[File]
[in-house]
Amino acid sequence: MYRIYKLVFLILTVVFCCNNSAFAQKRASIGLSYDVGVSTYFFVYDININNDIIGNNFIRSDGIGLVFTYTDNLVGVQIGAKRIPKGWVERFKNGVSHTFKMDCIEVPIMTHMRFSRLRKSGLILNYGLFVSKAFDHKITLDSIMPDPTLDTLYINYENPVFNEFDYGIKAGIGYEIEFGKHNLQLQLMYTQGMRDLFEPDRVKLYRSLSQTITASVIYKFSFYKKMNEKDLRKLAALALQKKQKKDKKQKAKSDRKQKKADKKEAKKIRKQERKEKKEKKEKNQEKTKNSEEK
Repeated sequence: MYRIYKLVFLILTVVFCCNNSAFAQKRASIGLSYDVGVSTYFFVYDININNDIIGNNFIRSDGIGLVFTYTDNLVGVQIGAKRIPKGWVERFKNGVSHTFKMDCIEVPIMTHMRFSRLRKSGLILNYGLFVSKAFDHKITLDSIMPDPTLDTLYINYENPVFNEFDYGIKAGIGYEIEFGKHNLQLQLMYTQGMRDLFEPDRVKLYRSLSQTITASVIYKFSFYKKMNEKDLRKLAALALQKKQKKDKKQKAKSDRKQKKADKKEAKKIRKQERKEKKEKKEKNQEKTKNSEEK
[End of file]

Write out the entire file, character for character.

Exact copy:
[in-house]
Amino acid sequence: MYRIYKLVFLILTVVFCCNNSAFAQKRASIGLSYDVGVSTYFFVYDININNDIIGNNFIRSDGIGLVFTYTDNLVGVQIGAKRIPKGWVERFKNGVSHTFKMDCIEVPIMTHMRFSRLRKSGLILNYGLFVSKAFDHKITLDSIMPDPTLDTLYINYENPVFNEFDYGIKAGIGYEIEFGKHNLQLQLMYTQGMRDLFEPDRVKLYRSLSQTITASVIYKFSFYKKMNEKDLRKLAALALQKKQKKDKKQKAKSDRKQKKADKKEAKKIRKQERKEKKEKKEKNQEKTKNSEEK
Repeated sequence: MYRIYKLVFLILTVVFCCNNSAFAQKRASIGLSYDVGVSTYFFVYDININNDIIGNNFIRSDGIGLVFTYTDNLVGVQIGAKRIPKGWVERFKNGVSHTFKMDCIEVPIMTHMRFSRLRKSGLILNYGLFVSKAFDHKITLDSIMPDPTLDTLYINYENPVFNEFDYGIKAGIGYEIEFGKHNLQLQLMYTQGMRDLFEPDRVKLYRSLSQTITASVIYKFSFYKKMNEKDLRKLAALALQKKQKKDKKQKAKSDRKQKKADKKEAKKIRKQERKEKKEKKEKNQEKTKNSEEK